Sanitise it

Dirty and unsanitary surfaces or items can spread illness

One of the most important things to prepare in the event of a hurricane – or another emergency – is the ability to keep everything you use clean and sanitary.

Utilities, such as water and electricity, may be cut off, so it’s important to plan ahead.

Dirty and unsanitary surfaces or items can spread illness and disease, resulting in everything from stomach aches, nausea and diarrhoea to more serious ailments that require medical attention.

Being vigilant about cleanliness and informed of sanitising methods is one way to prevent a difficult situation from getting worse.


Throw away food that may have come in contact with flood or storm water, perishable foods and those with an unusual odour, colour or texture. This isn’t the time to guess or take a chance on something as you might under normal conditions. When in doubt, throw it out.

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Bleach is your friend during and after a hurricane. After washing surfaces with soap and water to remove dirt and debris, sanitise them with diluted household bleach. This can be applied to everything from food surfaces to food cans and sinks, toys, flatware, plates and tools. It can also be used to combat mould growth on hard surfaces.

Have plenty of soap on hand as well as detergent, sanitising wipes and hand gel. The latter will keep the germs at bay without requiring water which may be in short supply.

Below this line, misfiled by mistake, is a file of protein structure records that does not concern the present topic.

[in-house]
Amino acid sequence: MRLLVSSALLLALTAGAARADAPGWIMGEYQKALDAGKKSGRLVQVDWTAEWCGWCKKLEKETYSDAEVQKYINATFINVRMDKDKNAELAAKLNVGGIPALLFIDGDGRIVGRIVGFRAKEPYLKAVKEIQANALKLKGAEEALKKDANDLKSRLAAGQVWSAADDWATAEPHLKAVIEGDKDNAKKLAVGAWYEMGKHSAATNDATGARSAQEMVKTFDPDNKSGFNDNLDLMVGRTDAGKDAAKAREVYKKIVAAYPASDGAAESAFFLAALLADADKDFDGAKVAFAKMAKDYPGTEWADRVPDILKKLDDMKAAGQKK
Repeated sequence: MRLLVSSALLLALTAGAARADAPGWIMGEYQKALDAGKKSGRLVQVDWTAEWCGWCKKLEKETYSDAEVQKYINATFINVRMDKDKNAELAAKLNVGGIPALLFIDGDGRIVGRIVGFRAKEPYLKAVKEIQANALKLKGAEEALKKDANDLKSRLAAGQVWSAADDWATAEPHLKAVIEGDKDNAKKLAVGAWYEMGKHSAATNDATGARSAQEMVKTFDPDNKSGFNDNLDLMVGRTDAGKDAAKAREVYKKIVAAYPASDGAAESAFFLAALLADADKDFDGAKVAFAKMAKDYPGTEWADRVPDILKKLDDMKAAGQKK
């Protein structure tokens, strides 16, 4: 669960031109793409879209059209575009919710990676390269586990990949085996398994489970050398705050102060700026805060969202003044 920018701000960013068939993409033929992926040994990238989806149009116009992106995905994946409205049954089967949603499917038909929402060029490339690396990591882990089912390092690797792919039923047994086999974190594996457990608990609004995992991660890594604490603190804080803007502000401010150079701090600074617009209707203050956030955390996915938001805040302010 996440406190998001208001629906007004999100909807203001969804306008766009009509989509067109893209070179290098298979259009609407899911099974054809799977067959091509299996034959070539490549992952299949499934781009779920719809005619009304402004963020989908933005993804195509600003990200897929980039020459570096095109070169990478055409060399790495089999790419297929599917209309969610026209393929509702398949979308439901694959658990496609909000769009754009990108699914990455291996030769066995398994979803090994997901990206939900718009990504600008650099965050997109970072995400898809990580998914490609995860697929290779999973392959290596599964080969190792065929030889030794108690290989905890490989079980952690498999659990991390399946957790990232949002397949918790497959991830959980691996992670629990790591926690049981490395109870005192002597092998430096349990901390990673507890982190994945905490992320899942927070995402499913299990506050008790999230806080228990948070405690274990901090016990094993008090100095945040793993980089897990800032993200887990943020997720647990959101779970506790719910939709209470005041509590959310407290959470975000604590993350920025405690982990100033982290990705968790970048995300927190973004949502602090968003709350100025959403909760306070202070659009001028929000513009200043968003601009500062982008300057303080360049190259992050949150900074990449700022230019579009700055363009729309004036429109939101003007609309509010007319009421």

Make sure you also stock up on paper towels, as laundering cloth towels could be difficult for a while,
as well as toilet paper and lots of strong garbage bags.

Wear rubber gloves, boots and even goggles whenever possible during a clean-up of an affected area. The more you protect yourself, the more chance you have of escaping dangerous germs.


If water is in short supply, flushing toilets is a wasteful and possible hazardous thing to do. Each flush takes about a gallon of water, which is a lot when there are limited amounts around.

For a temporary solution, you can line the dry toilet bowl with a garbage bag, and then use it to remove the waste from the house.

A five-gallon bucket lined with a garbage bag also makes a good makeshift toilet.


Do not ever use water you suspect may have been contaminated to wash dishes, brush your teeth, wash and prepare food, make ice or make baby formula.

Finding safe drinking water is paramount, particularly as your body requires constant hydration.

If you don’t have safe, bottled water, boiling is the surest method to make water safer to drink by killing disease-causing organisms, including viruses, bacteria and parasites. Bring water to a rolling boil for three to five minutes.

Pay attention to Cayman’s authorities about the status of your water supply. Use only bottled or disinfected water for drinking and cooking until the public water supplies have been declared safe.

Boil-water orders are often issued after a hurricane. That’s usually because the public water utility has lost pressure in its water-moving systems, making it possible for contaminants to enter water lines. The danger with tainted public supplies is from bacterial contamination that can cause severe diarrhoea, which can be life-threatening if untreated.

Water saved in bottles before the storm should be good for up to six months, if properly stored.

Always wash hands with soap and clean water that has been sterilised.
If there is no water, use hand sanitiser with at least 60% alcohol.

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